Postal regulations at the time required them to pay a registration fee for every new magazine, and who wants to cut their margins when they don't have to.
Comic companies were also afraid that new #1s wouldn't make it onto crowded newsstands, believing that retailers preferred to give space to established titles (as proven by higher issue #s). This is the reason that Justice League Of America #1 and Jimmy Olsen #1, among others, didn't have an issue number on the first covers!! (See, you've already learned something new today!!)
So, between fooling postal inspectors and retailers, comic publishers played fast and loose with their numbering. Harvey Comics was a master of this, as we have seen previously.
Here's another example:
It ran through #28, in late 1954:
Oh, but read the cover logo more carefully:
Of course, it really wasn't. There wasn't a single witch to be found, and the 2 issues of Witches Western Tales were entirely reprints of earlier Western comics from 1950 & 1951.
On the cover of the second issue (#30...ha!), you can see the real reason for the change:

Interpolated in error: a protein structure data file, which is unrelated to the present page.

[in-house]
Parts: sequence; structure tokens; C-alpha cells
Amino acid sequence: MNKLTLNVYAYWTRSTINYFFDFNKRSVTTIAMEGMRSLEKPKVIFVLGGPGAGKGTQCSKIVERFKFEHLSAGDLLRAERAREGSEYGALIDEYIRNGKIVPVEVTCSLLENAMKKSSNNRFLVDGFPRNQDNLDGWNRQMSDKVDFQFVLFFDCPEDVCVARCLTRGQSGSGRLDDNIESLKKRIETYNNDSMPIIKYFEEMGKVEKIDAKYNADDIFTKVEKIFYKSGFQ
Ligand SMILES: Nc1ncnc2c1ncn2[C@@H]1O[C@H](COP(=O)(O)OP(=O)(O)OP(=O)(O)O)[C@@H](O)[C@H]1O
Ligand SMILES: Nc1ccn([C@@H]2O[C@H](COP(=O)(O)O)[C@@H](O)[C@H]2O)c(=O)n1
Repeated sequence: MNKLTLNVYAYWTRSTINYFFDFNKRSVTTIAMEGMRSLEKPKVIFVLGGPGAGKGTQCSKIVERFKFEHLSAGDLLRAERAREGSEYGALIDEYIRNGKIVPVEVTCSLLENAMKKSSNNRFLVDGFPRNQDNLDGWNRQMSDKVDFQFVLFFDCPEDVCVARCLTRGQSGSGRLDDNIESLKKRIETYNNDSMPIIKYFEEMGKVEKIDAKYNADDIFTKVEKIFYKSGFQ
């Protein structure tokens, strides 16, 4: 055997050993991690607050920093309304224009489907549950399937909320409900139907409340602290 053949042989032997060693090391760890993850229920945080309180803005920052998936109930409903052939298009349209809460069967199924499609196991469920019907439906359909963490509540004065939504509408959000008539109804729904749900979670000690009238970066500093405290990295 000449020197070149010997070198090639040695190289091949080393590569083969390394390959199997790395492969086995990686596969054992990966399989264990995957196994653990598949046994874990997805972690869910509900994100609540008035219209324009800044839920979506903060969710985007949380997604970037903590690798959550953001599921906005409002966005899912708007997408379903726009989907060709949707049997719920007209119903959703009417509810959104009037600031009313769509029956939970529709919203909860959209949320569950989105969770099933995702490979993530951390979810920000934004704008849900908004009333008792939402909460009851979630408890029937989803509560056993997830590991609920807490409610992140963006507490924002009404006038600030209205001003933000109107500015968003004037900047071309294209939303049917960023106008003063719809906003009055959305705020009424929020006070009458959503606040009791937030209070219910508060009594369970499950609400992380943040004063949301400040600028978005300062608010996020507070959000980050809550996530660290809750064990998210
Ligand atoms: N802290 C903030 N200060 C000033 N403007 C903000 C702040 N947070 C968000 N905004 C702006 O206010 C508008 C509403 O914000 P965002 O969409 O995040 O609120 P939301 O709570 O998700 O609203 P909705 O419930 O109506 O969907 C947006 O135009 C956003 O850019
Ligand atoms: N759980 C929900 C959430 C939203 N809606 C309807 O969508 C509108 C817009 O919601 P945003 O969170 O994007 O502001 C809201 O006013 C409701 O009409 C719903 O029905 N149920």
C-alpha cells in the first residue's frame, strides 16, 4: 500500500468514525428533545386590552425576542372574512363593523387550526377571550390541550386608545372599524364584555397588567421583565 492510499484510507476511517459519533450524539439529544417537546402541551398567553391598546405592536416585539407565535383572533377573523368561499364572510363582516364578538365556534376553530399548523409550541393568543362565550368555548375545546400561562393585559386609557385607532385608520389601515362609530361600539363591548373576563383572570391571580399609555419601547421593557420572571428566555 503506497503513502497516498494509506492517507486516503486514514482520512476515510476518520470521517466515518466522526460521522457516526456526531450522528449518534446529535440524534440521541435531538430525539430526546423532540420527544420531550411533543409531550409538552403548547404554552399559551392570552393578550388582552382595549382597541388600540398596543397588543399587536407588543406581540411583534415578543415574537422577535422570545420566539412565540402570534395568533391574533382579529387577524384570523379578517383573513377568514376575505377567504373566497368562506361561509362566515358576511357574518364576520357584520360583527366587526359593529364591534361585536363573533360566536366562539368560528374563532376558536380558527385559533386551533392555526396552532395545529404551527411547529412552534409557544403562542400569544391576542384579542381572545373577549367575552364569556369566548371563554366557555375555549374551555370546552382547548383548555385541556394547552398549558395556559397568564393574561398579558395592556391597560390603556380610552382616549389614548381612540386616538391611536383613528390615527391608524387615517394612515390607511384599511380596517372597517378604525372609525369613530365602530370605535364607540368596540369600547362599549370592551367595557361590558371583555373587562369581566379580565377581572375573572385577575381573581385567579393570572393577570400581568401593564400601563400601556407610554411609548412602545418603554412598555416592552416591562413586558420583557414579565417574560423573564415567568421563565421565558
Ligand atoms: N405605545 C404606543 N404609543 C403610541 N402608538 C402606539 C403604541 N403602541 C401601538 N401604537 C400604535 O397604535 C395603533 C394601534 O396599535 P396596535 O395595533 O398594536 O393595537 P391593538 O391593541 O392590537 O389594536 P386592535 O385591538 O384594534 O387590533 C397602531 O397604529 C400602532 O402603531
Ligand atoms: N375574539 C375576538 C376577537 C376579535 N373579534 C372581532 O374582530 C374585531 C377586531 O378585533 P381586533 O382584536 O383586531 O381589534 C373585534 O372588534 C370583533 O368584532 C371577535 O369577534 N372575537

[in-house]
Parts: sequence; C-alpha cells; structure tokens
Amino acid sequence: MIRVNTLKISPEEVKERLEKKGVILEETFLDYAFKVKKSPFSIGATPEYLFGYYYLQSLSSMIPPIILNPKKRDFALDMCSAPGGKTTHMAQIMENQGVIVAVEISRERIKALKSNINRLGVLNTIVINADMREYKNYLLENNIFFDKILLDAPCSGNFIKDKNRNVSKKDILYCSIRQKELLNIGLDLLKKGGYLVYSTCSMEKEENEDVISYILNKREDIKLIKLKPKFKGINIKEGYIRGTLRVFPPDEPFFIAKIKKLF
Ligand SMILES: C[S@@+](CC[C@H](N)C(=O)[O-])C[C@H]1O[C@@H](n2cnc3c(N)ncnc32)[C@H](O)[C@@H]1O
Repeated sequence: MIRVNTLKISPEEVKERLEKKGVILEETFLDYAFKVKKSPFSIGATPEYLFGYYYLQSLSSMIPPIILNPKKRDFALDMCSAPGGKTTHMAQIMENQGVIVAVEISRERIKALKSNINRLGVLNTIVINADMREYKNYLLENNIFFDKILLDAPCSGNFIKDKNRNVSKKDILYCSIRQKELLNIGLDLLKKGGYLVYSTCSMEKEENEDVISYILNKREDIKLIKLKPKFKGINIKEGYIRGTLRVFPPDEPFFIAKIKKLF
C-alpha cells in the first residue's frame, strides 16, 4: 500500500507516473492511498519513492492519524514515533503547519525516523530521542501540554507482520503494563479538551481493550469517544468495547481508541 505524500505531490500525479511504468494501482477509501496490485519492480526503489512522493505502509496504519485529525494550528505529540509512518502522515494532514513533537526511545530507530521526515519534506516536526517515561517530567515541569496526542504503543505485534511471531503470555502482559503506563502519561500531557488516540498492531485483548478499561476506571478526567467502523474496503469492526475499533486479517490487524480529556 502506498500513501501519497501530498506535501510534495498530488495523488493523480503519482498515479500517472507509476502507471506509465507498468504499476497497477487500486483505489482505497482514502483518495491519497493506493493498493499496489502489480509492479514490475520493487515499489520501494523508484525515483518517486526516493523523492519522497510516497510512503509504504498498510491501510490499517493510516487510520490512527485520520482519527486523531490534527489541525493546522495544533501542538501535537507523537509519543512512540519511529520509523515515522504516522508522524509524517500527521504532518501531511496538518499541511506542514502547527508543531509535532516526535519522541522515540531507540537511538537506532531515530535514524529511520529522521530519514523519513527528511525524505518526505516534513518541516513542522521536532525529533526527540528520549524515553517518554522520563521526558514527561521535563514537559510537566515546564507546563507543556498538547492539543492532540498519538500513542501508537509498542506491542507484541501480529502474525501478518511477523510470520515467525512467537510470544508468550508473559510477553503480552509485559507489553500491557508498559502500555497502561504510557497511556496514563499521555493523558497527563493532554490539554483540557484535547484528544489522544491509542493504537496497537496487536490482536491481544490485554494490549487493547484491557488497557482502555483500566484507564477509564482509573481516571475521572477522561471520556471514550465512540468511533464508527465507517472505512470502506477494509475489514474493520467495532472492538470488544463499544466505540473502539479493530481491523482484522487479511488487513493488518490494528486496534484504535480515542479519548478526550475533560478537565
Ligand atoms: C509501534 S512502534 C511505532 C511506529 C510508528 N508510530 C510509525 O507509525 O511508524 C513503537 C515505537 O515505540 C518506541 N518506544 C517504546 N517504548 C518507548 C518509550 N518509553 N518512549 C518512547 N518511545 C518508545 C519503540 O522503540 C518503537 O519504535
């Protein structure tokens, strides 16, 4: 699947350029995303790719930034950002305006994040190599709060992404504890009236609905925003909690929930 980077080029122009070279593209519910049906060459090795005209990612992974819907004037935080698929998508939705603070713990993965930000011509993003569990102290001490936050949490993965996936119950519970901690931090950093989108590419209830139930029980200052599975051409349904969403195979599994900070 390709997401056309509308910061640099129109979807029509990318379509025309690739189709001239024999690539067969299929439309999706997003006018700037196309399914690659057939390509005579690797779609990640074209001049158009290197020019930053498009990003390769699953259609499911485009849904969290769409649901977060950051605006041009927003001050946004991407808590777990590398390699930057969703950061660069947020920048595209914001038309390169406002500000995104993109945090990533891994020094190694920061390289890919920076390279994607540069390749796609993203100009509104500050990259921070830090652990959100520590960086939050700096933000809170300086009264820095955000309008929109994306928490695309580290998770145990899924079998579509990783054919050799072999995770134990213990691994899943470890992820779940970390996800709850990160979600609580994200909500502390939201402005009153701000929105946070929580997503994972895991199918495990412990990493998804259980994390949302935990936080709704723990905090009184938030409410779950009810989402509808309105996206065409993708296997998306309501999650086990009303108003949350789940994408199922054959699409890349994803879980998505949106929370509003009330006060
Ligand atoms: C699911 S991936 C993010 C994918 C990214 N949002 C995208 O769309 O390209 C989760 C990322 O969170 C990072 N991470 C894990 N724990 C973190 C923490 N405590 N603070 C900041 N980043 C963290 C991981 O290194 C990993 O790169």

Well, as far as I can tell, postal inspectors of the era weren't too bright (or didn't really care), so Harvey got away with it. So the next three issues were merely Western Tales, with the "Witches" no longer required to "beard" the numbering:
So that was a lot of sturm und drang to preserve numbering on a title they just ended up cancelling 5 issues later anyway...
Anyway, this is why I don't get to upset at renumbering/relaunching, or changing The Incredible Hulk into The Incredible Hercules mid-run. None of it is really "All-New" or "All-Different." Comics have been screwing with titles/numbering for decades. We just grew up during an era of unusual stability in that regard. But I'm pretty sure we can deal with the "chaos."